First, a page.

I was at school when war against Germany was declared by Neville Chamberlain in September 1939. It followed that I was on holiday during that summer of 1940 when the destiny of Britain, and of the free world, was being decided in the blue sky over southern England.
I’d like to tell the story of my great grandfather William Battle, who is on my mothers side of the ...
An August 18th 1940 Kenley raid story. In 1940 my mother was living with her parents in Oak Road, Caterham. ...
On 15th September 1939, Marjorie was one of the first women in her area to sign up. She joined the WAAF and was posted to Kenley Aerodrome.
This eye-witness account of a bombing raid over Surrey comes from “The War Illustrated,” 30th August, 1940. It may describe ...
How does a system, originally designed as a maritime rescue apparatus, end up on Fighter Command airfields in 1940?
Having survived as a fighter pilot with 64 Squadron at Kenley during the Battle of Britain, Adrian Laws tragically lost his life on the 30th September 1940 in a mid-air collision, while stationed at RAF Leconfield.
Allan Corkett flew with No.253 Squadron at RAF Kenley during the Battle of Britain. Here, Jo Corkett pays tribute to the relative she sadly never met and Dave Brocklehurst MBE, of Kent Battle of Britain Museum, explains the significance of the items which Allan donated to the museum.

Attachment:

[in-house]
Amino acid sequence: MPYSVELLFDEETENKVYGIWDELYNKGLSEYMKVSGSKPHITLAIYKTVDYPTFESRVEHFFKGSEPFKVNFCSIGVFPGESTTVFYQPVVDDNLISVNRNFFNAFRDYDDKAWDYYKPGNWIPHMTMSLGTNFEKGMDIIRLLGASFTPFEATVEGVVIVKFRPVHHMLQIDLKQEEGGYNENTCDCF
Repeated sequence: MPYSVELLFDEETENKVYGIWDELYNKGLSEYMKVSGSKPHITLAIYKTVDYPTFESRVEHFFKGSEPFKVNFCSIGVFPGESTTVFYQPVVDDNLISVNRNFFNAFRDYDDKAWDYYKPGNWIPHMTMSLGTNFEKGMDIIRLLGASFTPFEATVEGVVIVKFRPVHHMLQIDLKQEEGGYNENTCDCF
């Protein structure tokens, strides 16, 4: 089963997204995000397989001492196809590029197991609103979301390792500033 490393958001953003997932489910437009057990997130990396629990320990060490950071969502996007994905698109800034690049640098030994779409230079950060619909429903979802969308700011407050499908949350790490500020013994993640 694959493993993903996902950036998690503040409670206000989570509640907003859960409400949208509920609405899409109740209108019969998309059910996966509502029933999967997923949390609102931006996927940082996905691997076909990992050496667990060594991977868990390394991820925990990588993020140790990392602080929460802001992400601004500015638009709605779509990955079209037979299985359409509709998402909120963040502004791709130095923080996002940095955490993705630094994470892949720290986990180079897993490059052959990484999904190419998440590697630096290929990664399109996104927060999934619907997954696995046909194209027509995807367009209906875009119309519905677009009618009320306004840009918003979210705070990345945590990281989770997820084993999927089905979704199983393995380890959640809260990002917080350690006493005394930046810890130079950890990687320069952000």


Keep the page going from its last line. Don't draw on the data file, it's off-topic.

Accounts of the Battle of Britain talk of squadrons being “relieved” or “replaced” by another from elsewhere, but was it simply a case of “A” replacing “B” on the same day and carrying on as normal?
Early life in Poland Stanisław Skalski was born on 27 November 1915 in Kodyma, Ukraine. In autumn 1935 he began a ...
The Luftwaffe's attack on RAF Kenley, on 18th August, 1940, was a risky venture, depending on pin-point accuracy and timing. Here is how Fighter Command countered the raids.
These press clippings from the collection of F/Sgt. "Pat" Glover, mark a moment of celebration for No.615 Squadron, when two of their pilots were invested with the Distinguished Flying Cross at Buckingham Palace, but someone was missing.
Jim Crofts, who was stationed in Kenley as a Clerk in 1940, remembers one particular day during his service.
At 2.31am, on 27th August, 1940, a burning, crewless Heinkel He111 hit the ground, ploughed it's way across Queen's Park, Caterham, and into the rear garden of 21 Manor Rd, where it exploded, partially destroying the bungalow.
These are the memories of Corporal Frederick Victor Bashford who served with No.615 (County of Surrey) Squadron, through the Battle of France and the Battle of Britain, from notes taken during a telephone call on 24th July 2020.
It is tempting to think that we have nothing more to learn about 'The Hardest Day,' but somehow, one of Kenley's heroes has been overlooked, a Warrant Officer who was honoured for bomb disposal work which was pivotal in keeping Kenley operational during this vital stage of the Battle of Britain.